The atlas by Changnon and survey co-authors Jim Angel, Ken Kunkel and
Chris Lehmann focuses on the 20th century and presents both spatial
patterns and temporal distributions of climate conditions in Illinois.
Special field projects and studies since 1947 have provided in-depth
information about all aspects of Illinois’ climate, including
precipitation, severe storms, droughts and floods, air quality, and
the effects of urban areas (Chicago and St. Louis) and Lake Michigan.
“The general public will find answers to questions about all aspects
of climate, including records of the warmest and wettest Illinois locations,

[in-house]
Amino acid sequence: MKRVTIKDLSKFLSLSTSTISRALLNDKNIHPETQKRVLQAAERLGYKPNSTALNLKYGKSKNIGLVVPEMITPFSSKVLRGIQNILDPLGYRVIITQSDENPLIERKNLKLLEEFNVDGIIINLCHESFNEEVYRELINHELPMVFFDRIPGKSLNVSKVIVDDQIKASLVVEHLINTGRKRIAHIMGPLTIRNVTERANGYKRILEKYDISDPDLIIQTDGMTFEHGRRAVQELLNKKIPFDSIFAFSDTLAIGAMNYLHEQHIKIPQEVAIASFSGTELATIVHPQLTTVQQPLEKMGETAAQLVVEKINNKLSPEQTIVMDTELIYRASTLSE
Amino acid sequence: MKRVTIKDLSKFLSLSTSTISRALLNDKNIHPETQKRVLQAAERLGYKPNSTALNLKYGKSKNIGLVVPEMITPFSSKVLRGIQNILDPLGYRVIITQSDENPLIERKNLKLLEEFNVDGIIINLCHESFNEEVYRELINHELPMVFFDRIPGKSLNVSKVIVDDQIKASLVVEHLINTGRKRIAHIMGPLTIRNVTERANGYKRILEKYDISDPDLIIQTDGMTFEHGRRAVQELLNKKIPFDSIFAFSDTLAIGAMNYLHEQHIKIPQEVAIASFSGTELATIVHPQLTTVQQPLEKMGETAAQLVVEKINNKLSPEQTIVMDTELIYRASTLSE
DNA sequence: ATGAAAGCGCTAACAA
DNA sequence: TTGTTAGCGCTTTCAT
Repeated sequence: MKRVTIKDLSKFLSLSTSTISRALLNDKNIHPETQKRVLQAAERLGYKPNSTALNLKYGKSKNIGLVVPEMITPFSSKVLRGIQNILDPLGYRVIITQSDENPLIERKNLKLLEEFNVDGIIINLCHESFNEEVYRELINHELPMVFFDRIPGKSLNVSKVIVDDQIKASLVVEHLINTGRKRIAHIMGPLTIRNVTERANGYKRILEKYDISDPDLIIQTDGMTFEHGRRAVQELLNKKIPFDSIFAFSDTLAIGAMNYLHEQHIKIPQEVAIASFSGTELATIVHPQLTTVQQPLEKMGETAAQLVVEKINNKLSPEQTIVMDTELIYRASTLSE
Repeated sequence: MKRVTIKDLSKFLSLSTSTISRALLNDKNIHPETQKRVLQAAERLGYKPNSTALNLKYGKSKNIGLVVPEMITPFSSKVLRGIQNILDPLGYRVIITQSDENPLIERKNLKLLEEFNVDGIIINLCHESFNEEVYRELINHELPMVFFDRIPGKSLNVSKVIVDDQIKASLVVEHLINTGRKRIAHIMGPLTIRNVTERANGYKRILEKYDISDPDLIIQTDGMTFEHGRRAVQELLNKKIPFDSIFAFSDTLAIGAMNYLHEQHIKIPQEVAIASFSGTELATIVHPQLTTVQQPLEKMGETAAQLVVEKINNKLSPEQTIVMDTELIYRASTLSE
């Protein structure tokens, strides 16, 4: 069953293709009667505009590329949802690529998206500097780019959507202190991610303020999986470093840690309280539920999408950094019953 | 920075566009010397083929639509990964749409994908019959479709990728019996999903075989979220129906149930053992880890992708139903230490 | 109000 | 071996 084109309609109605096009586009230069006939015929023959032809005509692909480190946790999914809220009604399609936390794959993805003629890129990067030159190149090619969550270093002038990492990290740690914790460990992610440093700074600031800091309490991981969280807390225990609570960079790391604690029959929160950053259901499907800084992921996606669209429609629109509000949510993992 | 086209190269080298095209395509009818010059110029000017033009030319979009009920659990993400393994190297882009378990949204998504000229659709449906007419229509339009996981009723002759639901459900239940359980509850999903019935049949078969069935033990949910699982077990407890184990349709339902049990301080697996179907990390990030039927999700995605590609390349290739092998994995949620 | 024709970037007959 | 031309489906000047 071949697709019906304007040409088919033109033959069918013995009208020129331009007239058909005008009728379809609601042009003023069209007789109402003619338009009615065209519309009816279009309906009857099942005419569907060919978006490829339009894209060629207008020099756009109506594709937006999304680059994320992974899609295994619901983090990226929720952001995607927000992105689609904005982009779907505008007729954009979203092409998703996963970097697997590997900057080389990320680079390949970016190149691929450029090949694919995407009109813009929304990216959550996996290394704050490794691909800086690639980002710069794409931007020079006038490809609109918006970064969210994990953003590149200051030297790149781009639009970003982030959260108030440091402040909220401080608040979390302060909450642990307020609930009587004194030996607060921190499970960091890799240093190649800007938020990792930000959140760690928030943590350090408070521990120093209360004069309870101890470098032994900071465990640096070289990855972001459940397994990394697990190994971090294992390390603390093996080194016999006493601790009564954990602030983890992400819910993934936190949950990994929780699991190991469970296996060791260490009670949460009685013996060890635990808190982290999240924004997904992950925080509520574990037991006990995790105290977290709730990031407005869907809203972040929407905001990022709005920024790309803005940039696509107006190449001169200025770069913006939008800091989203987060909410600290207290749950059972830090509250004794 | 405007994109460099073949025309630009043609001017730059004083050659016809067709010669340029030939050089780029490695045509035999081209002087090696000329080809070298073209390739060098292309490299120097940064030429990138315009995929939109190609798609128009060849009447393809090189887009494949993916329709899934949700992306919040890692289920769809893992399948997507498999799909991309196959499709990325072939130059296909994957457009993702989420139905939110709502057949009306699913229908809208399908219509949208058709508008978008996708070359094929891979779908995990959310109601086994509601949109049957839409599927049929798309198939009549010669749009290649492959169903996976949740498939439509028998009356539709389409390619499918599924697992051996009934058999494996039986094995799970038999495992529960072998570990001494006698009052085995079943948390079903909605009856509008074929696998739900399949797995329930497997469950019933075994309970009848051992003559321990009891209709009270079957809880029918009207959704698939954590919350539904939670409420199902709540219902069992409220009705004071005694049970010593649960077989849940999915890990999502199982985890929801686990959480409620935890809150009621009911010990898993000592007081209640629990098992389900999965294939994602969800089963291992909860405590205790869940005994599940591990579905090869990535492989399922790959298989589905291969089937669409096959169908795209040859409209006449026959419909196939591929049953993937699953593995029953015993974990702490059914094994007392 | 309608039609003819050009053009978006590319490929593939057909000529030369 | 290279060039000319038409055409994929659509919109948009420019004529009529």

and how much snow their hometown annually receives. Others who will
find the atlas useful are scientists and students interested in assessing
the climate and its effects on people, places, the environment, and
economic activities. Those involved in design/planning of weather-sensitive
towers and buildings, crops, and activities also will find the atlas
to be a valuable resource,” Changnon said.
Individual chapters address what controls our climate and historical
climate periods; temperatures and precipitation, including snowfall;
the statewide energy budget and wind conditions; special climate conditions
caused by Lake Michigan, the southern hills, large cities, and human
activities; atmospheric quality, including acid rain; climate extremes,
such as droughts, cold winters, and various kinds of storms; outstanding
weather and climate events of the 20th century; weather conditions and
air masses; and climate issues, such as global warming and El Nino.
The Climate Atlas of Illinois is available from the ISWS for $20 plus